AS AN ANGLER, if you could choose the most desirable conditions for your upcoming trip, what would those conditions be?
For most of us they would be—white shrimp moving out of the bays to go offshore and spawn, abundant grass shrimp in the shallow water, lots of blue crabs and bait fish, water temperatures in the 70s and 60s, daylight hours shortening, and fewer other people on the water. Is there such a fantasy month for fishing in East and West Matagorda Bays?
Yep! That month is November.
In November, white shrimp move from the bays into the Gulf of Mexico with the outgoing tide to grow and spawn. This shrimp migration, along with signs that winter is coming, such as shorter days, cooler water and weather, supercharge the predator fish to feed.
So when you see laughing gulls diving to the water’s surface, squawking, and coming up with shrimp in their mouths, you can bet that aggressively feeding fish are pushing those shrimp to the surface. Admittedly, they are not always trout or redfish, sometimes the fish are gaff-topsail catfish, but much of the time they are speckled trout and red drums.
If you see these excited birds hitting the surface and you are in a boat, approach so you don’t disturb the feeding frenzy. Go up wind, cut your engine and drift to the birds. If another boat or two are trying to work the same activity, be respectful.
If you can access the action without disturbing the other boats, go ahead, but it you will mess up their fishing, back off. You’ll find another group of feeding birds. I was in East Matagorda Bay in November on the south shoreline in my kayak, and I saw birds working a mile out into the bay, so I paddled out there and made a cast. I hooked and landed a 22-inch trout on that first cast and thought, “Wow what a great situation.” Then a boat came roaring right up to me and scared all the shrimp, fish, and birds away.
In the shallow backwaters in November, great numbers of grass shrimp are in the cord grass on the shorelines. On one memorable morning in West Matagorda Bay, the outgoing tide had moved much of the water out of the back bayous. This forced the shrimp to leave their hiding place and move into the guts. There, gangs of redfish were waiting.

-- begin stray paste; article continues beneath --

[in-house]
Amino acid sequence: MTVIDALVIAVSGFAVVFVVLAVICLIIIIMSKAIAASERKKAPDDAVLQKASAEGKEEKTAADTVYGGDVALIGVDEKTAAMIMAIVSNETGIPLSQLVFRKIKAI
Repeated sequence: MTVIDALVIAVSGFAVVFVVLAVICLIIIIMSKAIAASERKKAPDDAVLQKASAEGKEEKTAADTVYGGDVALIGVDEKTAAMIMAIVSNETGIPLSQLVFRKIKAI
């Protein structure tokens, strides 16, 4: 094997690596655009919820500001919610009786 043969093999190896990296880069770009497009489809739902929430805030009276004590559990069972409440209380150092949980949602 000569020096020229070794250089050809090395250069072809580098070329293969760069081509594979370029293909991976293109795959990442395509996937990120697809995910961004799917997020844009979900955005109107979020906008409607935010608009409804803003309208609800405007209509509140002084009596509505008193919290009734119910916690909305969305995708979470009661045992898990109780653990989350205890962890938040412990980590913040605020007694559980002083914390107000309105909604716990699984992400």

When I paddled my kayak into the bayou I saw the backs of two schools of redfish smashing and bashing, chasing grass shrimp. All you have to do to catch one of those reds is get a lure, any lure, in front of them.
November is a good month to drift over the oyster reefs in East Matagorda Bay. You will catch some redfish and flounders, but the main fish feeding on those reefs will be trout. Often these trout will measure more than 20 inches.
Matagorda guide Al Garrison likes to rig popping corks over live shrimp so the bait is just off the bottom. He does so because when the shrimp aren’t being chased by hungry trout, that’s where they are. just off the bottom.
You can do well fishing with artificial shrimp under a popping cork in November, because the white shrimp are moving through the bays. Egret Baits, Vudu, Gulp, and D.O.A. Shrimp all have shrimp look-alike baits.
Another November adrenaline stimulator is the movement of flounders out of the bays to go offshore to spawn. Flounders gather energy by feeding up as they move along the shorelines. In addition to targeting flounders on the shorelines, try the intersections of draining bayous into the bays on outgoing tides.
Don’t forget the surf! Redfish move through the guts in November, and they are looking for food as well. Matagorda County Sheriff Skipper Osborne and his family do real well fishing the surf in November for redfish. He said, “We fish with cut mullet and cut cigar minnows for bait, use two circle hooks on a leader, and an eight-ounce weight on the bottom. Sometimes, when the current is strong, we use spider weights, and we never keep redfish over 28 inches.”
Even though November is the best month to fish in the bays, many people don’t take advantage of it because they want to attend a football game, go hunting, or go to other events when the weather is pleasant. This lack of fishing pressure, and all the great fish feeding activity in the bays make it a superb time to go fishing.
Wade or Bank Fishing in East Matagorda Bay.
One reason the water temperatures are decreasing in East and West Matagorda bays in November is that many northers come through. Usually these winds come from the northeast and are pretty strong, 15 to 20 mph. When you have these conditions, you can fish the back lakes and bayous in East Matagorda Bay. One place is Three Mile Lake, on the maps it’s Spring Lake. To get to this spot, take the road to the beach. When you reach the sand, turn left, go 1.2 miles and turn left. You will find multiple places where you can fish from the bank or wade fish.
Email Mike Price at [email protected]